Source: AAR


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Cullen Roche

Mr. Roche is the Founder of Orcam Financial Group, LLC. Orcam is a financial services firm offering research, private advisory, institutional consulting and educational services.

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  • Alex H

    Why do you say there is ‘no recession here’, but you state we are in a balance sheet recession in other posts? Do you mean ‘recession’ as defined by 2 qtr negative GDP growth? Also, does this mean that although rail traffic is expanding, it is expanding below trend according to the BSR theory?

  • http://www.pragcap.com Cullen Roche

    Well, there’s no “technical recession” as the NBER would measure it. Or negative growth…the BSR is a theory. One that’s not widely accepted. My outlook has been that the USA would sort of muddle along with below trend growth as de-leveraging occurs and the govt runs large enough deficits to offset the impact. So far, that’s been right. What I have said is wrong, is this idea that we’re sinking into a new negative growth phase….Sorry I haven’t been more clear about that….

  • LRM

    I don’t know much about this index. I have posted it here before after someone else pointed it out to me

    It still seems to be in decline and it would be nice to see it turn up or level off at least. When The rail index is posted it reminds me to check it once in a while!!

  • Imtheknife

    Wondering if any of this rail traffic could be due to losses in truck-based shipping, because of the difference in price between diesel and gasoline?

  • Andrew P

    If the EU is going into recession (as they seem to be), how long does that slowdown take to show up in US rail traffic?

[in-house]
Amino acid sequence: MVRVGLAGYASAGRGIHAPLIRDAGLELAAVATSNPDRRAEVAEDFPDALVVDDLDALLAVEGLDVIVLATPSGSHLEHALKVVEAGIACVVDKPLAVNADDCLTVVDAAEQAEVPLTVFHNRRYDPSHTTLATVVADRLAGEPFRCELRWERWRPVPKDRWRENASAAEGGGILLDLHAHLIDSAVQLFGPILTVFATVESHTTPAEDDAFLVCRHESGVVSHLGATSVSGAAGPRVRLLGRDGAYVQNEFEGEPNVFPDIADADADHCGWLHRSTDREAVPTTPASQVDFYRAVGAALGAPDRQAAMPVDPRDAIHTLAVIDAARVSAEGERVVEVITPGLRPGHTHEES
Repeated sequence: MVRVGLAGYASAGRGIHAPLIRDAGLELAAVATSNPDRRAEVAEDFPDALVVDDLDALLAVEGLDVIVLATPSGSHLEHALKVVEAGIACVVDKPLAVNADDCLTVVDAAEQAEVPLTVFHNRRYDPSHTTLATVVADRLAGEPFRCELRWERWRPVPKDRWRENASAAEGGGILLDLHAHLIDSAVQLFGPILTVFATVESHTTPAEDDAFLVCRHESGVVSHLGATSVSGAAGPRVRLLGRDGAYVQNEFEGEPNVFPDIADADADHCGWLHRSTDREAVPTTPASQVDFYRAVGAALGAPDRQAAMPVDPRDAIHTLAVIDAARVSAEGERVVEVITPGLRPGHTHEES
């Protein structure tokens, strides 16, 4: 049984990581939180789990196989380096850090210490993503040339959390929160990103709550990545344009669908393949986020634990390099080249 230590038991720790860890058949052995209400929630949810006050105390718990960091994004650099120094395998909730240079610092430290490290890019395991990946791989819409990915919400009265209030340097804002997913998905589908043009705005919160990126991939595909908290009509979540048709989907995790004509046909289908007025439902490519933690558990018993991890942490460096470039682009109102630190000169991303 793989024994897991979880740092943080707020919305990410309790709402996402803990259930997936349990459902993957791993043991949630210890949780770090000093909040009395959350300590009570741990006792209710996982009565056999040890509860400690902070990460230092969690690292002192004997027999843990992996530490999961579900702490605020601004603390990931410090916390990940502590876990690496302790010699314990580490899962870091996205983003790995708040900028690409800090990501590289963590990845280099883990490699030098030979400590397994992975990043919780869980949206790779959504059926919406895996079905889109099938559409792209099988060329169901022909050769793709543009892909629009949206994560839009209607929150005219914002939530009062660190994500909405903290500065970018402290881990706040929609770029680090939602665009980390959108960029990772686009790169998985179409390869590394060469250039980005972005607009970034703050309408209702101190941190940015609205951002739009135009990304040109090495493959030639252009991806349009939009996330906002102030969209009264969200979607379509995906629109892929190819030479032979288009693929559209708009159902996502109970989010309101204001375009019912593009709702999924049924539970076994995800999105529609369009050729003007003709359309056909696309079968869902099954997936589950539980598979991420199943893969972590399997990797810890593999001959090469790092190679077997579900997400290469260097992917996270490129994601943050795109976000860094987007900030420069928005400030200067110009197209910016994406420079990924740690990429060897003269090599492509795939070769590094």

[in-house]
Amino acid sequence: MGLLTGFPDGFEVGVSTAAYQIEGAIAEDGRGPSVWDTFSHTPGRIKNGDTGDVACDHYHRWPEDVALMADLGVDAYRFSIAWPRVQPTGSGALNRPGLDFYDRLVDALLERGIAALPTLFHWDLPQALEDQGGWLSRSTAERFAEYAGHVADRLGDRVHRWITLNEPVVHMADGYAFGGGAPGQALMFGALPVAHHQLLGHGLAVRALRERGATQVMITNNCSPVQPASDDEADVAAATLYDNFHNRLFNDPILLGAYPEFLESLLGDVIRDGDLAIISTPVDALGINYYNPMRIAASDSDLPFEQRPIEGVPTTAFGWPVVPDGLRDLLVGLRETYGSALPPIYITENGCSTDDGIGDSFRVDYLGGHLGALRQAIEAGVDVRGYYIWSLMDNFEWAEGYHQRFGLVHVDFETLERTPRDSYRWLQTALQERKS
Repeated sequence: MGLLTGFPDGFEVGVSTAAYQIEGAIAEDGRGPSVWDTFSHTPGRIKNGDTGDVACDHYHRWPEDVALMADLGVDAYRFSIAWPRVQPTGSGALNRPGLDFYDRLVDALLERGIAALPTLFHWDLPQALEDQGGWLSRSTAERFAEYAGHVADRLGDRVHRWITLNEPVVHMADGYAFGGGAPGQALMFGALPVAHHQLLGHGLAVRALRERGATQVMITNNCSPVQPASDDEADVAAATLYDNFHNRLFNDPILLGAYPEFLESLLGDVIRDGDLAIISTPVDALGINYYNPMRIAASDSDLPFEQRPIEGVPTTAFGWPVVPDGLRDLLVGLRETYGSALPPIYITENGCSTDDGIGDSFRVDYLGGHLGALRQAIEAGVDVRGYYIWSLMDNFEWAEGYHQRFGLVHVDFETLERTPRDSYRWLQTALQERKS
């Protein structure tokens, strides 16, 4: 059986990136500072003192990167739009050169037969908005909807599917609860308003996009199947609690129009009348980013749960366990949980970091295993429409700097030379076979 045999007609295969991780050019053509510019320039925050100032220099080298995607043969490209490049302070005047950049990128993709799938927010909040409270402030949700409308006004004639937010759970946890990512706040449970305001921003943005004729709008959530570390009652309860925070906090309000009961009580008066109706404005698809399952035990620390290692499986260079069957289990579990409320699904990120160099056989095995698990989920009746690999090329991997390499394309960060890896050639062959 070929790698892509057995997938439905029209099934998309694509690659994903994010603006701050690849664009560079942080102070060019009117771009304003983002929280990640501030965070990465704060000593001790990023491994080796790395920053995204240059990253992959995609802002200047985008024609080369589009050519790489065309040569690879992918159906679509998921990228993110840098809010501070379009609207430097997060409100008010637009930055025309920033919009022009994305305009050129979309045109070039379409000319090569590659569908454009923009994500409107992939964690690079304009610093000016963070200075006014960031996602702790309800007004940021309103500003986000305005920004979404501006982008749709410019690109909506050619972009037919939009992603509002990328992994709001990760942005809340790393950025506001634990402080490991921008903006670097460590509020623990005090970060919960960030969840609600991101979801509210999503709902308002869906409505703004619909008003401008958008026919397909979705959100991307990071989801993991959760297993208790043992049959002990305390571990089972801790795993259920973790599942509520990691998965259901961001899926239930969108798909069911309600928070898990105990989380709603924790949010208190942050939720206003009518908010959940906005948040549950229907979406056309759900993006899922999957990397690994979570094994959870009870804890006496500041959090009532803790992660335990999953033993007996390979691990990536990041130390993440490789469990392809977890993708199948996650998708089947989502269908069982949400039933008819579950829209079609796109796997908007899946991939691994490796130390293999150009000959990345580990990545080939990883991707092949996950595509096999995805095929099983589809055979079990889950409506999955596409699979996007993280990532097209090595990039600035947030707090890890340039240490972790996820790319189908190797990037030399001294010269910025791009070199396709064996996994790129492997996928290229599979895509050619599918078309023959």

• Skateman

    This has been my thought as well.

  • Octavio Richetta

    ECRI’s LA steady on recession watch. wli and it’s GR down for the week (last week since the data realized is always for the previous week) http://www.businesscycle.com/news_events/news_details/3112

    Dough Short has an interesting analysis of ECRI’s recession call. http://advisorperspectives.com/dshort/updates/ECRI-Weekly-Leading-Index.php with links to other analyses. LA’s strong unambiguous calls means he is betting the reputation of the institution on this call. Which of course does not mean he will necessarily be right.

  • Stakeholder

    Intermodal rail traffic is positively linked to imports. Taken positively, Americans are spending again. On the other hand, imported products do not always translate into jobs for Americans.

  • Sparkle

    By just about every measure you care to analyse: consumer spending, factory orders, ISM data, jobless claims the US economy is showing signs of strength. Even housing looks like it may be stabilizing.

    Back in November ECRI came out ans stated the US economy was already in recession. Since then (as this is patently not the case) they’ve back tracked and said they expect a recession no later than by the end of H2.

    I can’t wait to see if Laksman “we’ve-never-been-wrong” Achuthan still has his smug attitude next time he appears on TV. On the evidence of his recent calls the CNBC journalists were absolutely right to give him a roasting;